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bourges

bourges

bourges Sentence Examples

  • Michel de Bourges was the counsel whose eloquent pleadings brought the suit for a judicial separation to a successful issue in 1836.'

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  • After a short stay first at Alen90n and then in Bourges, he passed over to England, where he found refuge in London with Ugo Foscolo, and made a few English friends.

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  • Bourges .

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  • BOURGES - - Cher, Indre, Nivre.

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  • Bourges, 1X.

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  • AGENOR BARDOUX (1829-1897), French statesman, was a native of Bourges.

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  • He decorated the Sainte Chapelle at Bourges; he built the Hotel de Nesle in Paris, and palaces at Poitiers, Bourges, Mehun-sur-Yevre and elsewhere.

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  • Raynal, Histoire du Berry (Bourges, 1845); "Jean, duc de Berry," in S.

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  • ALEXANDER ARBUTHNOT (1538-1583), Scottish ecclesiastic and poet, educated at St Andrews and Bourges, was in 1569 elected principal of King's College, Aberdeen, which office he retained until his death.

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  • Bourges, Recherches sur Fontainebleau (Fontainebleau, 1896).

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  • They rode incessantly to battle over burning sands, in full armour 1 For instance, the abbey of Mount Sion had large possessions, not only in the Holy Land (at Ascalon, Jaffa, Acre, Tyre, Caesarea and Tarsus), but also in Sicily, Calabria, Lombardy, Spain and France (at Orleans, Bourges and Poitiers).

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  • LOUIS BOURDALOUE (1632-1704), French Jesuit and preacher, was born at Bourges on the 10th of August 1632.

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  • After a short connexion with the college at Bourges, he devoted himself from 1849 to 1858 exclusively to writing.

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  • It forms the diocese of Moulins and part of the ecclesiastical province of Bourges, and falls within the academie (educational division) of Clermont-Ferrand and the region of the XIII.

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  • He was professor of moral philosophy at Bourges (1845-1848) and Strassburg (1848-- 1857), and of logic at the lycee Louis-le-Grand, Paris (1857-1864).

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  • collected an army to besiege the allies in Bourges.

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  • The peace of Bourges, confirmed at Auxerre on the 2 2nd of August, put an end to the war.

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  • He obtained his early education at Marburg and Jena, and returning to France continued his studies at Orleans and Bourges.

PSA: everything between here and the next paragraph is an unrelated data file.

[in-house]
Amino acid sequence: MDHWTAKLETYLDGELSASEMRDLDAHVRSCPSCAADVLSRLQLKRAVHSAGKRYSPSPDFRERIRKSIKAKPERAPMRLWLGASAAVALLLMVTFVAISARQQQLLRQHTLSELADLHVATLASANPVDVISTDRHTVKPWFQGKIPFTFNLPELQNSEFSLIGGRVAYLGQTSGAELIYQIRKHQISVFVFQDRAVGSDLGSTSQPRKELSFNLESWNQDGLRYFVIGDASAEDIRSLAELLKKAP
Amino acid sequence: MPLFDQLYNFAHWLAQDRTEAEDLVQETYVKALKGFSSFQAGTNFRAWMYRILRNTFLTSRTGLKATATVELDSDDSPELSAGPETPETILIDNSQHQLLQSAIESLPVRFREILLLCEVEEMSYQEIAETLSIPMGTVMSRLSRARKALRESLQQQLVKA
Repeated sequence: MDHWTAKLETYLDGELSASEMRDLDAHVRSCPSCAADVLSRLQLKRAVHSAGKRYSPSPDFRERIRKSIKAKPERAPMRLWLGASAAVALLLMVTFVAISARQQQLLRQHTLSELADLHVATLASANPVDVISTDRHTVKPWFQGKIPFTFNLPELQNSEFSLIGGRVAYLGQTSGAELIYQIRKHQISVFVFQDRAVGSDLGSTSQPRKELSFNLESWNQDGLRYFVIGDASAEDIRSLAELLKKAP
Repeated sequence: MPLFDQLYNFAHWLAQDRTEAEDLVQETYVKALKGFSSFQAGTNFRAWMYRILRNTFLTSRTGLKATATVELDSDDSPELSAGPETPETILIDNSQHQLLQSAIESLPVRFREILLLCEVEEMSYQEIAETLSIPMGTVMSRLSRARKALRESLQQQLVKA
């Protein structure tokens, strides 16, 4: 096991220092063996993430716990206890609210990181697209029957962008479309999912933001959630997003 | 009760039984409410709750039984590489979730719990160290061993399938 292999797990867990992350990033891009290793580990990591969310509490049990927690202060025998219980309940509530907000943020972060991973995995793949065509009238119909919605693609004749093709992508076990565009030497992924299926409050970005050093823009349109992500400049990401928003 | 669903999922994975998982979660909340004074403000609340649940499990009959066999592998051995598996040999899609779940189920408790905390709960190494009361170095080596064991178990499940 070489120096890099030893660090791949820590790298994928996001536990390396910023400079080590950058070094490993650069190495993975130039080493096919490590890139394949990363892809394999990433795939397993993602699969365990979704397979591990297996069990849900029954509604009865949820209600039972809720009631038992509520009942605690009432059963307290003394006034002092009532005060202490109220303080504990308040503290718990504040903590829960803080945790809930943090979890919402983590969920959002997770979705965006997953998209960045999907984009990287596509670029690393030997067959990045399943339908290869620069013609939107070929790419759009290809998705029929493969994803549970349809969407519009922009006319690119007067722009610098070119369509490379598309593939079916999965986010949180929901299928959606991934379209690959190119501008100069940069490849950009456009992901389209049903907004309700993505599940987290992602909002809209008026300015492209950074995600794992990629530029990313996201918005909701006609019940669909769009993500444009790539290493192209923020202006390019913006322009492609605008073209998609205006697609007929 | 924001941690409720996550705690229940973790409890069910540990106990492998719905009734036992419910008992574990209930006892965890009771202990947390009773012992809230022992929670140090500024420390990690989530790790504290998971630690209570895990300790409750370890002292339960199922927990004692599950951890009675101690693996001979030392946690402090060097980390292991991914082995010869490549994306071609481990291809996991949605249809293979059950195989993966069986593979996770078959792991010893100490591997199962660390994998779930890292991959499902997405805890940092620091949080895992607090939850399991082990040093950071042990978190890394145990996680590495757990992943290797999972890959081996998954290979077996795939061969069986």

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  • at Paris, and later he graduated doctor of civil law at Bourges.

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  • Through Jacques Colure (or Colin), abbot of St Ambrose in Bourges, he obtained a tutorship in the family of a secretary of state.

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  • By the secretary he was recommended to Marguerite de Valois, and through her influence was made professor of Greek and Latin at Bourges.

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  • In 1813 he published at Bourges a translation of Milton's Paradise Lost.

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  • ARNAUD DU FERRIER (c. 1508-1585), French jurisconsult and diplomatist, was born at Toulouse about 1508, and practised as a lawyer first at Bourges, afterwards at Toulouse.'

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  • Bourges and Vierzon are metallurgical and engineering centres.

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  • It is divided into three arrondissements (29 cantons, 292 communes) cognominal with the towns of Bourges, SaintAmand-Mont-Rond, and Sancerre, of which the first is the capital, the seat of an archbishop and of a court of appeal and headquarters of the VIII.

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  • Bourges, Saint-Amand-Mont-Rond, Vierzon and Sancerre (q.v.) are the principal towns.

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  • He began life as a lawyer, and rose rapidly in the legal hierarchy owing to the influence of his cousin Antoine Bohier, cardinal archbishop of Bourges.

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  • At the Council of Bourges (1038), the archbishop decreed that every Christian fifteen years and over should take such an oath and enter the diocesan militia.

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  • He was released only through the intercession of Queen Mary of Scotland and some of the principal nobility, and retired with his pupil to Bourges.